In contemporary terms, Everton have struggled to settle on an approach to their football. They have lurched from pragmatism, to attempted expansion, and back again many times over. They are hamstrung by their last two compelling(ish) eras being David Moyes brand of trophyless not there, but thereabout, and Joe Royle’s dogs of war.
It is as if they do not know what they want to be. For every Ancelotti, Martinez, and Silva they have appointed, there has been an Allardyce, Moyes, and Smith.
Theoretically speaking, Rafa can do a very good job at Goodison. Practicalities are likely to dictate otherwise, however. Even if he does well, he is unlikely to be thanked for it. For examples of this, see his short spell in charge of Chelsea.
Given that spell he had at Stamford Bridge, it did remove the concept of there being any job he would turn down, in the name of partisanship to Liverpool. Taking the Everton job is also geographically handy to the Benitez family home. Take away the pantomime of football, and he would be mad not to take a Premier League job on his doorstep.
There will be a surprising amount of silent Evertonians who are willing to give Rafa a chance, while others will opt for round the clock indignation.
Conversely, there will be a surprising amount of silent Liverpudlians that will not decry him taking the Everton job on, just as long as Liverpool continue to do better than his new employers, while others will opt for round the clock indignation.
Many football supporters are emotion junkies. I am no different, except I tend to avoid the negative ones. Rafa was brilliant for Liverpool, the director of some of the finest moments of my Liverpool supporting life, and then he was ushered to the door by negligent owners. Taking the Everton job does not mean his place among the Anfield furniture is in jeopardy.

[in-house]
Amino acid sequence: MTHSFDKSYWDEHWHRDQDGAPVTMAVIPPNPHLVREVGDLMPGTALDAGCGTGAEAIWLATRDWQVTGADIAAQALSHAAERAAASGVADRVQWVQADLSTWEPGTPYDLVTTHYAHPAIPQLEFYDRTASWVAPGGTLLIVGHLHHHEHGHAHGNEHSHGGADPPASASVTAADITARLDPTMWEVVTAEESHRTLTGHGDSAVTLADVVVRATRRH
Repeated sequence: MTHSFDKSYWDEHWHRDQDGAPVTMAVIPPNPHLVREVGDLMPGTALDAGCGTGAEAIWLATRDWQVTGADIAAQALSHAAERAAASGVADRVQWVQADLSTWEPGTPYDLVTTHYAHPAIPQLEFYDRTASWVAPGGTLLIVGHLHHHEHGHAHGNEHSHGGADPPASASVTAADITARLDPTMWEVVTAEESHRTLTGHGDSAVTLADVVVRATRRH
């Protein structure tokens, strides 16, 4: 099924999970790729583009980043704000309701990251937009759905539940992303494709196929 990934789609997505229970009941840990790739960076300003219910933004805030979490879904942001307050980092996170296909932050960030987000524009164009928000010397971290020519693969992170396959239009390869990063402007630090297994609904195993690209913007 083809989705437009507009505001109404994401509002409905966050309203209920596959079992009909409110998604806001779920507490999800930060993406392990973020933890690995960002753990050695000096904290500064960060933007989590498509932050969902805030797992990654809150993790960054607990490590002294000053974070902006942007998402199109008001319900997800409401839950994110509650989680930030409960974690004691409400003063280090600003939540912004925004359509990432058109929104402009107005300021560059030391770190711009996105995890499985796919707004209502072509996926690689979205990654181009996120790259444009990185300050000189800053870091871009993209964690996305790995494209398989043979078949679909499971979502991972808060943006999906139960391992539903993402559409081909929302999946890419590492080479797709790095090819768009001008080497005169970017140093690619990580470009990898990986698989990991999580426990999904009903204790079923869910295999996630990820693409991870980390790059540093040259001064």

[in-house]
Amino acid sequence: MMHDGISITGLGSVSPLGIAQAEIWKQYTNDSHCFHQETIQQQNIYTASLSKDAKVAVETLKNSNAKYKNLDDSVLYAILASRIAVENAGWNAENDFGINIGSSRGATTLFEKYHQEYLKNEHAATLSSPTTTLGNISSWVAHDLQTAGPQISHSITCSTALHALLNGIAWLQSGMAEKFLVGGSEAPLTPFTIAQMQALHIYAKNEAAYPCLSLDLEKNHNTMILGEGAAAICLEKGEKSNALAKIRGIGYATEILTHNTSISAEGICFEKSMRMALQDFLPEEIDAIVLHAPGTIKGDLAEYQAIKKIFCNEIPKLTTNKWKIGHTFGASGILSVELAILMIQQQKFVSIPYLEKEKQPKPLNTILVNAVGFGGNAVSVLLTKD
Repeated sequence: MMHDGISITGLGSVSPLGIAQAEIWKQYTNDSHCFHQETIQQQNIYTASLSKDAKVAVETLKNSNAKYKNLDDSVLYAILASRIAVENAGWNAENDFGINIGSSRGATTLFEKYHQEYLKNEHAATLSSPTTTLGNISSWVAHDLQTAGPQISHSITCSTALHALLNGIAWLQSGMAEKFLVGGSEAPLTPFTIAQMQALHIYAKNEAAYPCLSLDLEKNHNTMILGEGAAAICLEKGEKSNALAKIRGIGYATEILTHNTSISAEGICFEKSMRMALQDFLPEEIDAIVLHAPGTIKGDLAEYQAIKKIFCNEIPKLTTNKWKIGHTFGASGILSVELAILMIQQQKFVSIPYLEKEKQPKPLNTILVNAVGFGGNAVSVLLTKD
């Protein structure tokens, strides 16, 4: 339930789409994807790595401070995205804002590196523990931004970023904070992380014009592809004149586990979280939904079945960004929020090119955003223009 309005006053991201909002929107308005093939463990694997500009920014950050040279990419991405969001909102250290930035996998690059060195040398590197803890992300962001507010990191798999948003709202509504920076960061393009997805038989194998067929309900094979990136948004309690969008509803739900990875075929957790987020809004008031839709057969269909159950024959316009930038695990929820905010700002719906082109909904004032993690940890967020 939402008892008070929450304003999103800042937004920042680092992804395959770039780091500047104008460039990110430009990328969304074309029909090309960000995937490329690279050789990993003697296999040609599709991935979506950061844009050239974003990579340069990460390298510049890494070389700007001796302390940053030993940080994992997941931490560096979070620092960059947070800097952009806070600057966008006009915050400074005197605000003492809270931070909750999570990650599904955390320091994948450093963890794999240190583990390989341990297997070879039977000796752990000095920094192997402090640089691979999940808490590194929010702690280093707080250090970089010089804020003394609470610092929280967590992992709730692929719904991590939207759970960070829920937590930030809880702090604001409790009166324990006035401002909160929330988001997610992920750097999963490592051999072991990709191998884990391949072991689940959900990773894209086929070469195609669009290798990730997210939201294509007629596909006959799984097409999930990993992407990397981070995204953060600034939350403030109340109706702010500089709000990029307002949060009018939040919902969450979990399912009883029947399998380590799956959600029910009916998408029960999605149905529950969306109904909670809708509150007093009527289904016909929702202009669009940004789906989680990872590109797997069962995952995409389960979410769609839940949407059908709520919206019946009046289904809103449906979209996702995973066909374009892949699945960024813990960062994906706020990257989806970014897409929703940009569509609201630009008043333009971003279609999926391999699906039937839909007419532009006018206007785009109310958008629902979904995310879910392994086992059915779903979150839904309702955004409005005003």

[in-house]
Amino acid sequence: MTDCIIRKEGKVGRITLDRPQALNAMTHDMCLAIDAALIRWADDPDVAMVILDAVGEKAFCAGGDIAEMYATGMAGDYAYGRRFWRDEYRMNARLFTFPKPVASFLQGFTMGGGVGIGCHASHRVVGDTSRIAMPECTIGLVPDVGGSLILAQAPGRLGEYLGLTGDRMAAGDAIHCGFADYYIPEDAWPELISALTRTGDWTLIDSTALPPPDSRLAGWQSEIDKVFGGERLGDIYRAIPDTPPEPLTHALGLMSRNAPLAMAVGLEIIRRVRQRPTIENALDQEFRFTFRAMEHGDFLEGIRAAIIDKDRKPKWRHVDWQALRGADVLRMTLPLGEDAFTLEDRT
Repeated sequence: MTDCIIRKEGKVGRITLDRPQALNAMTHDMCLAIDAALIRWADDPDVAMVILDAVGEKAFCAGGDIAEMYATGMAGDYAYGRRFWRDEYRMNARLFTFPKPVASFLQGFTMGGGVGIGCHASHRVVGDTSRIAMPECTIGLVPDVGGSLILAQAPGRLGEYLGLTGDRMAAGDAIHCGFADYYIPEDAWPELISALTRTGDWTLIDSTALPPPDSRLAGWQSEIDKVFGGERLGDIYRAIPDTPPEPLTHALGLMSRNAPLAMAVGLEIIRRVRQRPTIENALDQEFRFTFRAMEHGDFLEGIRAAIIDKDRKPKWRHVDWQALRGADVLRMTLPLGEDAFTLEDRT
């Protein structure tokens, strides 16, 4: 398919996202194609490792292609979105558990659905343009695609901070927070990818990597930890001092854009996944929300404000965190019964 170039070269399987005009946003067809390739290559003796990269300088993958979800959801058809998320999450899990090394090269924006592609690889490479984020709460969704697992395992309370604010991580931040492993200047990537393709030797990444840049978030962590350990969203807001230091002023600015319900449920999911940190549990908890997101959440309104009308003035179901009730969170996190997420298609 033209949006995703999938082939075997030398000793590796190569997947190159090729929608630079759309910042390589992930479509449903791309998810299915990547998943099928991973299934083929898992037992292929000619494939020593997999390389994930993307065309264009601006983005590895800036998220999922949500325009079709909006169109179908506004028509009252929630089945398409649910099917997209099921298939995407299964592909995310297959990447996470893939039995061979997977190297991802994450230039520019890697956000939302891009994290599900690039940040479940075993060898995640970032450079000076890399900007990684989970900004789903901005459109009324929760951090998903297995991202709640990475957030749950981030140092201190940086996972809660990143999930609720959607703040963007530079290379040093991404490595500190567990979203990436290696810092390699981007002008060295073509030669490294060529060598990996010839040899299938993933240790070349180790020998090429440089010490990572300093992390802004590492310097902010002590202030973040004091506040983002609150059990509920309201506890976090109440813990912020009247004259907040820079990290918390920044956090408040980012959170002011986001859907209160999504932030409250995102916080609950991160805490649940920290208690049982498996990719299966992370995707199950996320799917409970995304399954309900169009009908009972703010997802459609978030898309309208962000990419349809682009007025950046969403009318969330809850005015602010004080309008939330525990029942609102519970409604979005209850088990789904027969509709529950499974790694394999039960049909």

A lot of water has passed under the bridge since then, to the point that I am not sure bringing Rafa back to Anfield would ever have worked out. We will never now know the answer to that, but undeniably, football and Liverpool FC have moved on since 2010.
Rafa has struggled to find peace though. His time at Internazionale was cut short, seemingly an ill-fit for Serie A, only to prove otherwise at Napoli. Yet, by all accounts, he was no fan of Naples as an environment. There were stories of him taking walks along litter-strewn beaches, shaking his head and taking photos.
UEFA Cup won at Chelsea, while mocking them for the ‘interim’ tag he was branded with, Rafa eventually headed for home, and Real Madri – only to be unloved and unwelcome. He was sacked, a short few weeks after his team had put ten past Rayo Vallecano.
To Newcastle United Rafa went, where they ‘got him’ – at least on the terraces, if not in the boardroom, where dysfunction reigned until he made a run for China.
The thing with Rafa, is that he is polarising. Either he is understood and adored, or he is misunderstood and cast aside at the first hint of unrest.
And this is where he likely comes unstuck at Everton, for he will be walking into an arena where he is vehemently unwanted by some from the very start. Those who protest the loudest will already be sharpening the end of their pitchfork and lighting those torches in order for them to flame.
Are those silent Evertonians really going to ride into battle for Rafa when he is rounded on by the more militant?
Rafa at Everton will offer an interesting sideshow on Merseyside that will be hard to ignore, no matter what paths it goes down.